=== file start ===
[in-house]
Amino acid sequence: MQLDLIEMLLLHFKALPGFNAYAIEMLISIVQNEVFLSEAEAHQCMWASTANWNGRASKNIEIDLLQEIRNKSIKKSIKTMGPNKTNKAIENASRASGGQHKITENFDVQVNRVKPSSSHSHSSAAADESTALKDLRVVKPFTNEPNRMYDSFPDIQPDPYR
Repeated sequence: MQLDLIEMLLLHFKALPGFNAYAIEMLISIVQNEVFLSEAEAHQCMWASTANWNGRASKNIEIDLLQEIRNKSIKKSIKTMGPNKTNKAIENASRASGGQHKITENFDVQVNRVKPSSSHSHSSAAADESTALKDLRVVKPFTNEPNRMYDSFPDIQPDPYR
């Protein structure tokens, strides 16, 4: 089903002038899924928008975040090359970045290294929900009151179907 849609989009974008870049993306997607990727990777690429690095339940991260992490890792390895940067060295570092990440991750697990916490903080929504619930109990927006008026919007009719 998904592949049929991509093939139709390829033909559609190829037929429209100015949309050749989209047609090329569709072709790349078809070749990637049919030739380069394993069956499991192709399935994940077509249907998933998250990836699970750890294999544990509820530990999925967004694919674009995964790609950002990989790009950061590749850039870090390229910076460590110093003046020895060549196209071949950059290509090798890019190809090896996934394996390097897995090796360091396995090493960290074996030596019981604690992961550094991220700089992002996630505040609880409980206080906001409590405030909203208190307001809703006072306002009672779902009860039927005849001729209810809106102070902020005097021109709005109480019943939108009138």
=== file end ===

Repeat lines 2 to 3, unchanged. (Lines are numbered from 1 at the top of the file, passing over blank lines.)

Amino acid sequence: MQLDLIEMLLLHFKALPGFNAYAIEMLISIVQNEVFLSEAEAHQCMWASTANWNGRASKNIEIDLLQEIRNKSIKKSIKTMGPNKTNKAIENASRASGGQHKITENFDVQVNRVKPSSSHSHSSAAADESTALKDLRVVKPFTNEPNRMYDSFPDIQPDPYR
Repeated sequence: MQLDLIEMLLLHFKALPGFNAYAIEMLISIVQNEVFLSEAEAHQCMWASTANWNGRASKNIEIDLLQEIRNKSIKKSIKTMGPNKTNKAIENASRASGGQHKITENFDVQVNRVKPSSSHSHSSAAADESTALKDLRVVKPFTNEPNRMYDSFPDIQPDPYR